Wednesday, August 4, 2010

Maris biography takes off after slow start

Through the first 28 games of the 1961 season, Roger Maris had managed just three home runs. The reigning American League MVP was on pace to finish with fewer than half of the 39 home runs he belted in 1960. Always a streaky hitter, Maris caught fire, launching four longballs in the Yankees' next four games and his season became one for the record books as he finished with 61.

Roger Maris: Baseball's Reluctant Hero follows a similar arc. The new book from Tom Clavin and Danny Peary is slow out of the chute, with much of the first three chapters spent tediously detailing the Maris (Maras) family genealogy, going all the way back to his grandparents' migration from Croatia in the early 1900s. My eyelids drooped and I nearly gave up on it, but the following night I resumed reading at the start of Chapter 4, and things quickly took off, much like Maris' season.

Clavin and Peary interviewed more than 130 people from friends and acquaintances in Maris' hometown of Fargo, N.D., to teammates and opponents from his 16 seasons in professional baseball. We see from his progression that Maris remained the same strong-willed yet humble man until he died at age 51 in 1985.

Those who played with him, and many who played against him, loved him. But that sentiment was hardly shared by the writers who followed him or the fans who never forgave him for not being Mickey Mantle. The media's efforts to portray the M&M boys as feuding competitors aside, Maris and Mantle were great friends who lived together for much of the 1961 season, even as they were dueling for the opportunity to break Babe Ruth's hallowed home run record. They remained close for the rest of Maris' life.

But no endorsement from Mantle could sway Yankee fans, who wanted the mark to be broken by a true Yankee, if anyone. Maris, in just his second year in New York, didn't have roots deep enough for most fans. And the reporters who covered the team turned on him early in the season. He wasn't a colorful quote, and despite his best efforts to work with the beat writers, many portrayed him as uncooperative, or worse. The right fielder, who fought nagging injuries his entire career, had a spiel for his teammates about whatever ailments he happened to be battling at the time. Reporters turned it around and labeled Maris a whiner.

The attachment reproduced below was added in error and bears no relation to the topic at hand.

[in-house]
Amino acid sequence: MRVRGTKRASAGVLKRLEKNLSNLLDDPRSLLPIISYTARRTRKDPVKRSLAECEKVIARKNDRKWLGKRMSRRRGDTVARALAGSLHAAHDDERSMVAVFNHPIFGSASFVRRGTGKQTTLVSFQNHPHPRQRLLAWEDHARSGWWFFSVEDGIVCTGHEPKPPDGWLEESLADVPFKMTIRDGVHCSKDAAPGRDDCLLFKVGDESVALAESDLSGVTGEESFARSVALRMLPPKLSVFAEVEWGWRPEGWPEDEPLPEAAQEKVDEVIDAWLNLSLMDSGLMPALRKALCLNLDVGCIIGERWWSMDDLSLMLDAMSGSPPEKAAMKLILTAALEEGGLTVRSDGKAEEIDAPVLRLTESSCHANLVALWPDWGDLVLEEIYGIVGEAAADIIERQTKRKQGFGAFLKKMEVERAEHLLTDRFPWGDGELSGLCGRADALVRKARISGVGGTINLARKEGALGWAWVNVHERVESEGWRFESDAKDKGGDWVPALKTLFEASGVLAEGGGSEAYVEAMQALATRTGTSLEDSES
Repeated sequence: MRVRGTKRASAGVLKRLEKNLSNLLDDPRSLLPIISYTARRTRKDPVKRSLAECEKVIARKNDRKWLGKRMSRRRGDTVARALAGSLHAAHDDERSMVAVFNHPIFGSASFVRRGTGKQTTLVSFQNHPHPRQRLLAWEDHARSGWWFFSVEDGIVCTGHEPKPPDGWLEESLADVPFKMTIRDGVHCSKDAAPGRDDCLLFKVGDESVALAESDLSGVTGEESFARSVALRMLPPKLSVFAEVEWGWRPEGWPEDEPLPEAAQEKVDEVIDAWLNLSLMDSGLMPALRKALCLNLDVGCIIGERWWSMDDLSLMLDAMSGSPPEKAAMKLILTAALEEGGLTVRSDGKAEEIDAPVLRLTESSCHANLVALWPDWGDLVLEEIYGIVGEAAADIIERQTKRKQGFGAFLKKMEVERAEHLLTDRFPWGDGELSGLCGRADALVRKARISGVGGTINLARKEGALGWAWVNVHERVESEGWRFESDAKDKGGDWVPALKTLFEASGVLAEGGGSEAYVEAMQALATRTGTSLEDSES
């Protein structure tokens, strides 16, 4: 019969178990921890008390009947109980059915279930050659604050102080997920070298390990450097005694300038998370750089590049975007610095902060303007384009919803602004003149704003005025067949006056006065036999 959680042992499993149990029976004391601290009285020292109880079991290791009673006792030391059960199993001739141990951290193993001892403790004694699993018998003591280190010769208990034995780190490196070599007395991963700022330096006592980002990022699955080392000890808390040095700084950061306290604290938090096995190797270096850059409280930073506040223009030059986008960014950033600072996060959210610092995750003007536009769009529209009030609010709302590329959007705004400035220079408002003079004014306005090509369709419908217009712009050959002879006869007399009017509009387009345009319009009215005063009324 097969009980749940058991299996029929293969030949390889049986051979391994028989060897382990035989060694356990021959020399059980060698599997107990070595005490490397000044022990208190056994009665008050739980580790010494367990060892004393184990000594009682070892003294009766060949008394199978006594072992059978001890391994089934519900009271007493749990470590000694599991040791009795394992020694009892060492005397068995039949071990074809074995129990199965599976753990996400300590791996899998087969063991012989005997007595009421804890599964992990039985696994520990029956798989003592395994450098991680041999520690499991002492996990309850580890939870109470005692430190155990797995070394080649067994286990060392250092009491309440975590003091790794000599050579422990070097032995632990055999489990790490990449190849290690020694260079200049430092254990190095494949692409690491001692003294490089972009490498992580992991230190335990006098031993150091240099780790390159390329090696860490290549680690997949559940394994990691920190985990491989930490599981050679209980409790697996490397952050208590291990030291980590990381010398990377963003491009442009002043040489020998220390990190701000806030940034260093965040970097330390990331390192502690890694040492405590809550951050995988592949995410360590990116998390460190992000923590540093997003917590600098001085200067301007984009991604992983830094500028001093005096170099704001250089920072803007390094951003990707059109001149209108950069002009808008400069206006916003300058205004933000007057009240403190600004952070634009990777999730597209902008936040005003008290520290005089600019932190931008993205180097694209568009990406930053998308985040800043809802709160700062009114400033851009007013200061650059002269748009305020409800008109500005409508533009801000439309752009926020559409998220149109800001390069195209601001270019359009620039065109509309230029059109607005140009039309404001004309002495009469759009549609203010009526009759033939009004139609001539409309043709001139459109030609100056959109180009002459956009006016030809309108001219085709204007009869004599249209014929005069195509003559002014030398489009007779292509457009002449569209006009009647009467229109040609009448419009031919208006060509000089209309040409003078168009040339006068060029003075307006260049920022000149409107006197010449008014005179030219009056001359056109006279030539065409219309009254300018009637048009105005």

The coverage got more intense as the 1961 season, the first year of the 162-game slate, progressed. Adding to the pressure, Commissioner Ford Frick announced in July that the record had to be broken in 154 games or it would be denoted with an asterisk. After every game, whether Maris homered or not, he found the press corps waiting at his locker. Still he kept on pace, as did Mantle. At times, Maris, whose hair began to fall out in clumps, just wished the season were over.

It finally ended, like so many others with the Yankees bringing the championship to New York. Instead of warming to Maris, the fans and media only sharpened their attacks in 1962. It was the advent of the new style of reporting, with writers looking for blood in an attempt to sell papers. Their favorite target was Maris, a small-towner at heart, who never quite fit in New York.

He was on the verge of quitting when the Yankees traded him to St. Louis after the 1966 season. Finally removed from the media spotlight, he began to have fun again, helping the Cardinals win the World Series in 1967 and return the next October, though they fell to Detroit. His new teammates were surprised to find him so affable after all they'd read about him. His tremendous speed was long gone, and he wasn't the defensive stalwart he'd been early in his career. But he was fundamentally sound and dedicated to winning, and the Cardinals recognized his value both on the field and in the clubhouse.

Time has rehabilitated Maris' reputation, even in New York, where he refused for years to return when invited for old-timers games. Eventually, new owner George Steinbrenner talked him into attending, and Maris was showered with the cheers he never heard during his playing days.

The authors make a case for Maris as a Hall of Famer, blaming the writers of his day for denying him a spot in Cooperstown. Certainly the unfavorable coverage didn't help, but the truth is Maris needed a couple more healthy seasons to post Hall-worthy numbers. He topped 500 plate appearances just five times in 12 big league seasons. He was never the same after a serious hand injury in 1965, lacking the strength to properly handle good fastballs the last few years of his career.

Don't be discouraged by the slow start to Roger Maris. This is one of the best of this year's many quality biographies. Stick it out and you will be rewarded.

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